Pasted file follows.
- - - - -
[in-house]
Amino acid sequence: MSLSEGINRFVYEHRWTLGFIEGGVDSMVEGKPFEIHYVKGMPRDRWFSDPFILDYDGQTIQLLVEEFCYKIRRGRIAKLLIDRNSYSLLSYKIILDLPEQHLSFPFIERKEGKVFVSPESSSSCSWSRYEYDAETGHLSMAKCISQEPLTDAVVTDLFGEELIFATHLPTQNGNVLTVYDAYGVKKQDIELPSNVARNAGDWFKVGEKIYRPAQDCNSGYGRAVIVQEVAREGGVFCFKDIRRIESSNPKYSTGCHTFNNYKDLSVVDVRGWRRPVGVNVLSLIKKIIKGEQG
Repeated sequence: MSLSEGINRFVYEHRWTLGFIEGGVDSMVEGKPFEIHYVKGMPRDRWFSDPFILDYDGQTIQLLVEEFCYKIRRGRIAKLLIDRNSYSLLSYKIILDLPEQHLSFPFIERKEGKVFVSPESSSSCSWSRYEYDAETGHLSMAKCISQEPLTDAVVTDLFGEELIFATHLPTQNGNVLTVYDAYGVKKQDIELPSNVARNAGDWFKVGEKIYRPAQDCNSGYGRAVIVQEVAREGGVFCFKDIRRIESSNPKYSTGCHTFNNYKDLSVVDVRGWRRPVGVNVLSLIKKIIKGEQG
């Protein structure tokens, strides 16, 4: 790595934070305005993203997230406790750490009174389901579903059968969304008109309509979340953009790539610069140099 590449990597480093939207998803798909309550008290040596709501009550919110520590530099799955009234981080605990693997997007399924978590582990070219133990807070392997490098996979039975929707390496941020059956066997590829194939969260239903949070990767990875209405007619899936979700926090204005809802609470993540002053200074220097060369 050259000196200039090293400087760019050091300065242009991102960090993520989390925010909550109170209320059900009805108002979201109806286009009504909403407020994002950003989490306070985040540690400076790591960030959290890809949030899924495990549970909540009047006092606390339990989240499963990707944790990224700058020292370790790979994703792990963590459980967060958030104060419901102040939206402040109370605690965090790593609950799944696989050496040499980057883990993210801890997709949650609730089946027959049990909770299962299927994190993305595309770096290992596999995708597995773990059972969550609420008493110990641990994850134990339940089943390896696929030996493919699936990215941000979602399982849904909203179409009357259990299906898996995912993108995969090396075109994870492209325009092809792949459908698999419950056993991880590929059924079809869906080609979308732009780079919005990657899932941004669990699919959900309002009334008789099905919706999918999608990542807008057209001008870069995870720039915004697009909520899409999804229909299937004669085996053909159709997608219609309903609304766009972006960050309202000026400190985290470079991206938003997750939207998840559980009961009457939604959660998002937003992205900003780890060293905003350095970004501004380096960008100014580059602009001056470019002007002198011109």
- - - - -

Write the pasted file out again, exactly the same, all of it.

[in-house]
Amino acid sequence: MSLSEGINRFVYEHRWTLGFIEGGVDSMVEGKPFEIHYVKGMPRDRWFSDPFILDYDGQTIQLLVEEFCYKIRRGRIAKLLIDRNSYSLLSYKIILDLPEQHLSFPFIERKEGKVFVSPESSSSCSWSRYEYDAETGHLSMAKCISQEPLTDAVVTDLFGEELIFATHLPTQNGNVLTVYDAYGVKKQDIELPSNVARNAGDWFKVGEKIYRPAQDCNSGYGRAVIVQEVAREGGVFCFKDIRRIESSNPKYSTGCHTFNNYKDLSVVDVRGWRRPVGVNVLSLIKKIIKGEQG
Repeated sequence: MSLSEGINRFVYEHRWTLGFIEGGVDSMVEGKPFEIHYVKGMPRDRWFSDPFILDYDGQTIQLLVEEFCYKIRRGRIAKLLIDRNSYSLLSYKIILDLPEQHLSFPFIERKEGKVFVSPESSSSCSWSRYEYDAETGHLSMAKCISQEPLTDAVVTDLFGEELIFATHLPTQNGNVLTVYDAYGVKKQDIELPSNVARNAGDWFKVGEKIYRPAQDCNSGYGRAVIVQEVAREGGVFCFKDIRRIESSNPKYSTGCHTFNNYKDLSVVDVRGWRRPVGVNVLSLIKKIIKGEQG
């Protein structure tokens, strides 16, 4: 790595934070305005993203997230406790750490009174389901579903059968969304008109309509979340953009790539610069140099 590449990597480093939207998803798909309550008290040596709501009550919110520590530099799955009234981080605990693997997007399924978590582990070219133990807070392997490098996979039975929707390496941020059956066997590829194939969260239903949070990767990875209405007619899936979700926090204005809802609470993540002053200074220097060369 050259000196200039090293400087760019050091300065242009991102960090993520989390925010909550109170209320059900009805108002979201109806286009009504909403407020994002950003989490306070985040540690400076790591960030959290890809949030899924495990549970909540009047006092606390339990989240499963990707944790990224700058020292370790790979994703792990963590459980967060958030104060419901102040939206402040109370605690965090790593609950799944696989050496040499980057883990993210801890997709949650609730089946027959049990909770299962299927994190993305595309770096290992596999995708597995773990059972969550609420008493110990641990994850134990339940089943390896696929030996493919699936990215941000979602399982849904909203179409009357259990299906898996995912993108995969090396075109994870492209325009092809792949459908698999419950056993991880590929059924079809869906080609979308732009780079919005990657899932941004669990699919959900309002009334008789099905919706999918999608990542807008057209001008870069995870720039915004697009909520899409999804229909299937004669085996053909159709997608219609309903609304766009972006960050309202000026400190985290470079991206938003997750939207998840559980009961009457939604959660998002937003992205900003780890060293905003350095970004501004380096960008100014580059602009001056470019002007002198011109």